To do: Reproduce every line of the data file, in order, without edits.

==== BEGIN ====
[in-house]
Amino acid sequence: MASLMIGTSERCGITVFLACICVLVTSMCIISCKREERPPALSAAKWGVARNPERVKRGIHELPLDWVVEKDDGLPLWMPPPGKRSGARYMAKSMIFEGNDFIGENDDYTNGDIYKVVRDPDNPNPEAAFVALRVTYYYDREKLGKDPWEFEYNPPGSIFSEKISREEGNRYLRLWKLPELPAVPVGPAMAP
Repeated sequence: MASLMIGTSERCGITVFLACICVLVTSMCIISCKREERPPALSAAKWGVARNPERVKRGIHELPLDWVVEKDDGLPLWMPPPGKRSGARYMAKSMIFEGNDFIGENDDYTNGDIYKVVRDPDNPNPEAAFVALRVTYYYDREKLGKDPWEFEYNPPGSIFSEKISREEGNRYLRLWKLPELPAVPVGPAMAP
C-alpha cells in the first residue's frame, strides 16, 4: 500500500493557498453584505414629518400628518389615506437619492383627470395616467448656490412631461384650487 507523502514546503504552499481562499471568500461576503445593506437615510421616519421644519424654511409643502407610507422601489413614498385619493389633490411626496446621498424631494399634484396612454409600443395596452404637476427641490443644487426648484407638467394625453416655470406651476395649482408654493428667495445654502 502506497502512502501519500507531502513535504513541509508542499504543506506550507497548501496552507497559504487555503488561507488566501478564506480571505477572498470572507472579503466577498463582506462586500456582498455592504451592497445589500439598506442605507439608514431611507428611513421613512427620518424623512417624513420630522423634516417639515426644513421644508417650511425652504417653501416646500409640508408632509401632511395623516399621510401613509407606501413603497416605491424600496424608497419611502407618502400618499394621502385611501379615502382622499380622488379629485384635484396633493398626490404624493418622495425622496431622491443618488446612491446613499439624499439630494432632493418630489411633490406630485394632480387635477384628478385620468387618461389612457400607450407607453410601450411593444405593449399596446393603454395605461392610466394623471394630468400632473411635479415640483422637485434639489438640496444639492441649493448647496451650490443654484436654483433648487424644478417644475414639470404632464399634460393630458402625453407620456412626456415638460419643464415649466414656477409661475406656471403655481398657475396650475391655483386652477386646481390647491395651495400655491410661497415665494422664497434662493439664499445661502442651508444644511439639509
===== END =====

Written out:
[in-house]
Amino acid sequence: MASLMIGTSERCGITVFLACICVLVTSMCIISCKREERPPALSAAKWGVARNPERVKRGIHELPLDWVVEKDDGLPLWMPPPGKRSGARYMAKSMIFEGNDFIGENDDYTNGDIYKVVRDPDNPNPEAAFVALRVTYYYDREKLGKDPWEFEYNPPGSIFSEKISREEGNRYLRLWKLPELPAVPVGPAMAP
Repeated sequence: MASLMIGTSERCGITVFLACICVLVTSMCIISCKREERPPALSAAKWGVARNPERVKRGIHELPLDWVVEKDDGLPLWMPPPGKRSGARYMAKSMIFEGNDFIGENDDYTNGDIYKVVRDPDNPNPEAAFVALRVTYYYDREKLGKDPWEFEYNPPGSIFSEKISREEGNRYLRLWKLPELPAVPVGPAMAP
C-alpha cells in the first residue's frame, strides 16, 4: 500500500493557498453584505414629518400628518389615506437619492383627470395616467448656490412631461384650487 507523502514546503504552499481562499471568500461576503445593506437615510421616519421644519424654511409643502407610507422601489413614498385619493389633490411626496446621498424631494399634484396612454409600443395596452404637476427641490443644487426648484407638467394625453416655470406651476395649482408654493428667495445654502 502506497502512502501519500507531502513535504513541509508542499504543506506550507497548501496552507497559504487555503488561507488566501478564506480571505477572498470572507472579503466577498463582506462586500456582498455592504451592497445589500439598506442605507439608514431611507428611513421613512427620518424623512417624513420630522423634516417639515426644513421644508417650511425652504417653501416646500409640508408632509401632511395623516399621510401613509407606501413603497416605491424600496424608497419611502407618502400618499394621502385611501379615502382622499380622488379629485384635484396633493398626490404624493418622495425622496431622491443618488446612491446613499439624499439630494432632493418630489411633490406630485394632480387635477384628478385620468387618461389612457400607450407607453410601450411593444405593449399596446393603454395605461392610466394623471394630468400632473411635479415640483422637485434639489438640496444639492441649493448647496451650490443654484436654483433648487424644478417644475414639470404632464399634460393630458402625453407620456412626456415638460419643464415649466414656477409661475406656471403655481398657475396650475391655483386652477386646481390647491395651495400655491410661497415665494422664497434662493439664499445661502442651508444644511439639509